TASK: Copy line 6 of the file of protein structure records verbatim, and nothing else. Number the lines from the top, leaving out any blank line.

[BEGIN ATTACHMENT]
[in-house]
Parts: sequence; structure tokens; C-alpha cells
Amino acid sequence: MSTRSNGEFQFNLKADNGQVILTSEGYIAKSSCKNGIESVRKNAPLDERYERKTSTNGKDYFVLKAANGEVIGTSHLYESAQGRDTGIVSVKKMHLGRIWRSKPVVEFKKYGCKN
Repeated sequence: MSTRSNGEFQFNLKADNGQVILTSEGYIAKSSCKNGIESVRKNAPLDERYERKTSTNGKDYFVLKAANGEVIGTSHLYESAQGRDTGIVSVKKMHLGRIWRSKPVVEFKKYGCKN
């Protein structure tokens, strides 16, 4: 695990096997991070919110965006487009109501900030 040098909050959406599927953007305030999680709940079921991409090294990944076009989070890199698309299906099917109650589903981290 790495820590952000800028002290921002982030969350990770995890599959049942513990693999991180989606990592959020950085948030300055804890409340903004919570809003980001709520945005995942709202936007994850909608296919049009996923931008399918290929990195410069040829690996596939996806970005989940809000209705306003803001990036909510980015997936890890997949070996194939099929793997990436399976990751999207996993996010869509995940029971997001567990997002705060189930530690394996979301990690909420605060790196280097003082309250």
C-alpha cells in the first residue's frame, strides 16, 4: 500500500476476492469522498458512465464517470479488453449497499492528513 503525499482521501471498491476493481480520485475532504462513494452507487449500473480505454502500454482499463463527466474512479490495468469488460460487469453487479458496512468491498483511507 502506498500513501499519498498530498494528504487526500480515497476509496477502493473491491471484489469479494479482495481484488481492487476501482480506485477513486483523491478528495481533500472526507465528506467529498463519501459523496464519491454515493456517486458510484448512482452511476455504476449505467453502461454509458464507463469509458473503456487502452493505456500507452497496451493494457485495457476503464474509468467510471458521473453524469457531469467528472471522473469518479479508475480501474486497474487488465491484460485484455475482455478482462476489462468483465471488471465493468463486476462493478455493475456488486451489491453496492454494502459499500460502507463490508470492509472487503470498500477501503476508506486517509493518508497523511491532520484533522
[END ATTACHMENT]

C-alpha cells in the first residue's frame, strides 16, 4: 500500500476476492469522498458512465464517470479488453449497499492528513 503525499482521501471498491476493481480520485475532504462513494452507487449500473480505454502500454482499463463527466474512479490495468469488460460487469453487479458496512468491498483511507 502506498500513501499519498498530498494528504487526500480515497476509496477502493473491491471484489469479494479482495481484488481492487476501482480506485477513486483523491478528495481533500472526507465528506467529498463519501459523496464519491454515493456517486458510484448512482452511476455504476449505467453502461454509458464507463469509458473503456487502452493505456500507452497496451493494457485495457476503464474509468467510471458521473453524469457531469467528472471522473469518479479508475480501474486497474487488465491484460485484455475482455478482462476489462468483465471488471465493468463486476462493478455493475456488486451489491453496492454494502459499500460502507463490508470492509472487503470498500477501503476508506486517509493518508497523511491532520484533522